At the same time, increasing disputes between neighbours, also reported in the Sunday Times, is also something I know many of you will not be surprised by - and often the cats are caught in the middle. Is it because we're just getting too intolerant? Or are we living too close to one another or is a matter of both these factors and more? Possibly it's also due to our belief that the authorities will take care of everything. For example, the woman who complained that her neighbour doesn't bathe and wants to start a petition to get the authorities to do something. I can appreciate it can be unpleasant to have a neighbour who may smell bad, but what can the authorities do? Force the neighbour to have a shower? Some things you just have to grin and bear - or perhaps just stand downwind.
Friday, January 18, 2008
Thursday, January 17, 2008
Wednesday, January 16, 2008
I've been by and the cats are sterilised and there are only three of them -I do hope that the condo won't remove the cats but will work with the caregivers to allow them to stay.
Tuesday, January 15, 2008
Monday, January 14, 2008
Friday, January 11, 2008
Thursday, January 10, 2008
Dispute over welfare of 130 cats to involve authorities
You can also click on the accompanying video. Sadly the losers in this are once again the cats. It also unfortunately does give the impression that feeders fight among themselves and aren't very united even when they are supposedly all working for the same cause. It does reinforce a negative stereotype.
I do not know the situation in this particular instance (though I do know both feeders) but I think this shows once again why shelters cannot work. No matter how well you try and run it, it's a huge drain on resources and so many more cats could be helped with the money. Imagine what can be done with $30000 a year to help the community cats and how many cats could have been helped with that same sum of money.
Wednesday, January 9, 2008
It was a shame that a more balanced viewpoint was not put across though Selina from the SPCA did speak well about TNRM. It would have been better to perhaps try and find caregivers and to interview them rather than to lie in wait for them. That would I think have prepared the people who were to be interviewed and would have meant that someone who was willing to go on camera might be found. Passers by also looked pretty apprehensive when a camera was shoved into their face - and caregivers who are often made to feel guilty or even criminal about their behaviour are probably even LESS likely to want to be interviewed on television and is I think understandable. It would also give a better idea of whom caregivers are - they certainly aren't all (or even mostly) women having marital problems (though I know that was given as just an example) but come from a wide range of occupations, ages, races and gender and people all feed for many different reasons. Ask ten different people and I would not be surprised if you might get ten different answers.
I hope the colony there doesn't get into trouble after this piece.
Tuesday, January 8, 2008
One of the journalists contacted me but unfortunately only did so after I had left CWS, and I explained that I could not speak as a representative, and that it was best to contact the Society directly. I did say however that if they needed members of the public to speak in some context, I'd be happy to. I understand the journalist did contact a few animal welfare groups so hopefully we'll see some of that during the programme!
Kaori has written to the home. He thinks it unlikely that they'll let the cat stay at the home, but being extremely sweet about it, he would like to give the man some closure. As such, he's asking if the home will let him bring the cat for a visit.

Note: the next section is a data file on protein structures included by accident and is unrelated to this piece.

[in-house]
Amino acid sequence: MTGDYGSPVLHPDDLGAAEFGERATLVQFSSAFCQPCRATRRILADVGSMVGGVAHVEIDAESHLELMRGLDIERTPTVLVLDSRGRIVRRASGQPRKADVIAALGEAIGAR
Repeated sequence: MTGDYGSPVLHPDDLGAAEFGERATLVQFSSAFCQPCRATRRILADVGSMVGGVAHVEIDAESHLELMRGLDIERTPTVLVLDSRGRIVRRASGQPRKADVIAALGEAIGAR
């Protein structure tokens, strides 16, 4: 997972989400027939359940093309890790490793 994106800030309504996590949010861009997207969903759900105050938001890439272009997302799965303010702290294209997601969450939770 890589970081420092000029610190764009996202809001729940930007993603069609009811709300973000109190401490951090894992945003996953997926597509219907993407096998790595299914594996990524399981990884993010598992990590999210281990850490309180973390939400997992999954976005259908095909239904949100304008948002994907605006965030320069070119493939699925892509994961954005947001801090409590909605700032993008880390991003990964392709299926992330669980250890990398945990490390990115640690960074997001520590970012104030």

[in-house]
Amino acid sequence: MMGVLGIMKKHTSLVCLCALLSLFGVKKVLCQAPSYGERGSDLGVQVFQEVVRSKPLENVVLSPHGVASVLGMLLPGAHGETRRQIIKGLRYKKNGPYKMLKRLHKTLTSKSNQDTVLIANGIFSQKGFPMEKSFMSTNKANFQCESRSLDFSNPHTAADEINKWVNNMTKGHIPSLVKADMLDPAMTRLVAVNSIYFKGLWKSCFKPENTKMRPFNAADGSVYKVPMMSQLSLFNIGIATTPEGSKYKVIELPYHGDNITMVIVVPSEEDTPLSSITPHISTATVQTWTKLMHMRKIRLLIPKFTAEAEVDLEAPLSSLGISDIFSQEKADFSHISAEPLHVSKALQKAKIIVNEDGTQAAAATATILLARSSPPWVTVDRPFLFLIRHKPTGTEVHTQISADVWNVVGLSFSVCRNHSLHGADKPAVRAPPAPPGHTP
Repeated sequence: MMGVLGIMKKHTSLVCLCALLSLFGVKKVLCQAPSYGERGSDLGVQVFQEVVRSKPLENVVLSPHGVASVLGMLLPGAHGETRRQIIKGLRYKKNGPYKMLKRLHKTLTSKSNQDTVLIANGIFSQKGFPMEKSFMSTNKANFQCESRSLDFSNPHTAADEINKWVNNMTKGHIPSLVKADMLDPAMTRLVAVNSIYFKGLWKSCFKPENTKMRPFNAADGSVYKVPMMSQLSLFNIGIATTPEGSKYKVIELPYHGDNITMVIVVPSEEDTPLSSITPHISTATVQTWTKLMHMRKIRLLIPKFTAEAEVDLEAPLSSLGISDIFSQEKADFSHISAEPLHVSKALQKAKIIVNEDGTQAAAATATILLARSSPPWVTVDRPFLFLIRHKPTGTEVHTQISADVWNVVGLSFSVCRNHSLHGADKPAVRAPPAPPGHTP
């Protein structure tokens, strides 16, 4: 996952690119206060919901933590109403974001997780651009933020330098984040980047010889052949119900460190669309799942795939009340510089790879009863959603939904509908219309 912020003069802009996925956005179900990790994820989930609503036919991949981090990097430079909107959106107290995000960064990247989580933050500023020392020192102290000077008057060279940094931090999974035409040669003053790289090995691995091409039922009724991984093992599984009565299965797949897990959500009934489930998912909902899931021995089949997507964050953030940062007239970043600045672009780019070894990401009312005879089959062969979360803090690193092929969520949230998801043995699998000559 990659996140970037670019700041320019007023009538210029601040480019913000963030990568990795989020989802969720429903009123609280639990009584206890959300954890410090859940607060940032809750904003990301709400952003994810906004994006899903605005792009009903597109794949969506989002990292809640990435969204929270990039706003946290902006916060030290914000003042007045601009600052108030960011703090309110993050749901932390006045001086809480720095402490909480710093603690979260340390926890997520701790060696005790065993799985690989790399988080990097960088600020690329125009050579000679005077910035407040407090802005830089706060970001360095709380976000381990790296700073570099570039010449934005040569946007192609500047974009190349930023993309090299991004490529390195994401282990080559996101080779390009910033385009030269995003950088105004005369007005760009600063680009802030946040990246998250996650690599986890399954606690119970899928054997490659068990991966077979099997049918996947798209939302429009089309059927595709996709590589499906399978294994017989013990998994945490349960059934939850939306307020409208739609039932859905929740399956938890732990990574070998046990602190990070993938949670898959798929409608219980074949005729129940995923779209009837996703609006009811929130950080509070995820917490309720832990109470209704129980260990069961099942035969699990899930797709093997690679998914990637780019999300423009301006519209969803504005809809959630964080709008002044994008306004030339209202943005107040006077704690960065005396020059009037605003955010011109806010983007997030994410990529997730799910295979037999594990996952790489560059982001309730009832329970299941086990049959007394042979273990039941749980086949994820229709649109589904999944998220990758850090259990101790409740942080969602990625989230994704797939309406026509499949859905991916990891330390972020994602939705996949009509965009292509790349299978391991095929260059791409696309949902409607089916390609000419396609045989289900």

Monday, January 7, 2008
I'm not suggesting that children are the exact equivalent to animals - but I DO think that for many people, the animals are part of their families, and it is a wise company that appreciates that and makes arrangement for staff that are sent overseas for example. I would think staff would be much more inclined to go abroad - and to be more loyal to a company that takes care of the welfare of themselves and their families, both human and animal.
Even for those employees who aren't the most responsible of owners, it would be helpful. It would certainly help to cut down on abandonment for example if employees are posted overseas - they would be more inclined to take their animals with them and there might be less dumped animals when people go to their next posting.
Michelle has been quite busy so was only able to pass her all the CWS files on Saturday - this photo was taken after a box or two had been removed from my room. The car was so packed that I wasn't sure everything could fit into it! Note Pinball in the left hand corner directing operations :)
Friday, January 4, 2008
Thursday, January 3, 2008
Singapore hospitals may get first robotic seals
The first thought I had was why a robotic animal when one could have a real one - but the article says it is to cut down on allergies, scratches, biting, and other inconveniences like having to work around volunteer's schedules, if they bring in live animals.
That's life isn't it? The whole point of life is that it IS messy and often inconvenient, but that's what makes is special. You can programme a robotic seal to replicate the behaviour of affection, but not affection itself. I'd take the real animal over a well-trained robot, programmed to show affection anytime. Kind of how I think most people would still have rather interaction with real people rather than robots. What's next? Replacing doctors and nurses with robots who don't spread infection, and who would be sure to give the 'right' clinical diagnosis based on the symptoms the patient shows?
Wednesday, January 2, 2008
Tuesday, January 1, 2008
And here's an interesting article about how cats were used to get rid of a rat problem - note, the cats didn't have to KILL the rats just leave their scent around for the rats and mice to decide to leave the area alone. That's one thing people often ask - if cats kill rats and mice - but often they just need to be present for the mice and rats to move away. That's certainly been my experience when I moved once - the mice all vacated the building once my cats moved in.